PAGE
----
Libya hotel attack: Five foreigners among nine killed
Militants have attacked a hotel in the Libyan capital Tripoli, killing at least nine people including five foreigners, officials say.
Several gunmen stormed the Corinthia Hotel and opened fire in the reception area. A car bomb also exploded nearby.
Unconfirmed reports say some of the assailants have blown themselves up. The officials say the dead include one US and one French citizen.
The security forces say the stand-off has now been brought to an end.
The US state department has confirmed the death of a US citizen, without giving any further details. The dead American is believed to have been a security contractor.
The French national is reported to have been working for Libya's Buraq Air.
There are conflicting reports as to the total number of attackers.
A Twitter account linked to Islamic State said the militant group had carried out the attack.
There has been strong evidence to suggest an IS presence in the eastern Libyan city of Derna since October, with a group there publicly declaring allegiance to its leader Abu Bakr al-Baghdadi.
However, the command structure is still a mystery to most foreign observers.
The BBC's Rana Jawad in Tripoli says that in the past month there has been a string of incidents in western Libya, including abductions and bombings, that have been claimed by IS social media accounts.
But she says it has not been clearly established whether these groups are IS foot soldiers or people inspired by them.
A civilian who witnessed the attack told the BBC: "I suddenly heard shots and saw people running towards me, and we all escaped from the back [of the hotel] through the underground garage. The hotel did a lockdown after that."
Analysis: BBC's Rana Jawad in Tripoli
The militant group Islamic State has claimed responsibility for the attack on the Corinthia Hotel, which was housing Omar al-Hassi, prime minister of Tripoli's self-proclaimed government, and the makeshift offices of an unknown number of foreign companies. Although this cannot be verified with absolute certainty, the brutality and style of the siege suggests it was the work of extremists targeting foreigners.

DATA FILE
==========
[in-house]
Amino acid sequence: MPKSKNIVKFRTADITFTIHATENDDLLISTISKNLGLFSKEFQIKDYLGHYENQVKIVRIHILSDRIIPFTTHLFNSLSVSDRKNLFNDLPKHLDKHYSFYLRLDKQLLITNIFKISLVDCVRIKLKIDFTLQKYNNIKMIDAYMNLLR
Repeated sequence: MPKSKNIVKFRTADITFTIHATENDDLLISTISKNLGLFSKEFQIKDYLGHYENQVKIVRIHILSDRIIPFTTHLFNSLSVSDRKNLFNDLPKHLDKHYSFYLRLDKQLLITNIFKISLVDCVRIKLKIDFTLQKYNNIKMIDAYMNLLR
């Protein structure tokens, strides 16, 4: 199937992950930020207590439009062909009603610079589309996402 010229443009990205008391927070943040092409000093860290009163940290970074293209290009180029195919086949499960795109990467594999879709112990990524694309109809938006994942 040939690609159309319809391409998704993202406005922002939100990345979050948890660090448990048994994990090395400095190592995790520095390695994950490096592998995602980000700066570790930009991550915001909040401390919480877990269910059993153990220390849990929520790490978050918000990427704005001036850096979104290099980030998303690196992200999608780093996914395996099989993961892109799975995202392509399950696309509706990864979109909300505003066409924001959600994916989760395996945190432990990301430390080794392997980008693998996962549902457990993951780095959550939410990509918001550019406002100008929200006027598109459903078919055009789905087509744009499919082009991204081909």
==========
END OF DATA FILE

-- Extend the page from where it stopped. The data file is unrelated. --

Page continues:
Libya is in a state of political chaos with a security vacuum and there are few reliable sources with whom to check facts. On a day when Tripoli witnessed this brazen and deadly attack, reporters were faced with statements from competing political blocs who seemingly tried to capitalise on the incident.
Mr al-Hassi claimed he was the target. The elected government in the east will use it to make the case for broadening their crackdown on Islamist groups - which some blame for further radicalising some of them.
What it has shown is that this lawless land is making it easy for extremist groups to mushroom.
Different sources at the scene said there were between three and five attackers - footage released later on Tuesday showed the body of a man reported to be one of the militants.
A security source told the BBC that one gunman had been arrested. Four security guards are among the dead and several people are reported to be injured.
One hotel employee told the Associated Press news agency that the hotel was mostly empty at the time of the attack.
Meanwhile, a hotel security source told the BBC that the hotel had received a threat "a few days ago" warning managers "to empty the building".
Housing the few foreigners who remain in the Libyan capital has long been known to be risky, our correspondent says.
The Corinthia Hotel is used by foreign diplomats, government officials and foreign companies. The UN Support Mission in Libya (Unsmil) has hosted several workshops at the hotel.
Libyan internationally recognised Prime Minister Abdullah Al-Thinni condemned the attack and pledged that those responsible for it would be brought to justice.
Federica Mogherini, the EU's foreign affairs chief, also condemned the attack which took place as a second round of peace talks between Libya's warring factions ended in Geneva in what the UN described as a "positive atmosphere".
The Twitter account linked to IS said the group had carried out the attack in revenge for the death of Abu Anas al-Liby, a Libyan jihadist who was suspected of involvement in the bombings of two US embassies in East Africa in 1998.
Liby died in a US hospital on 2 January, days before he was due to stand trial.
Libya has been hit by instability since the overthrow of long-time ruler Col Muammar Gaddafi in October 2011.
Numerous militias govern their own patches of territory, with competing governments in Tripoli and the east struggling to exercise control.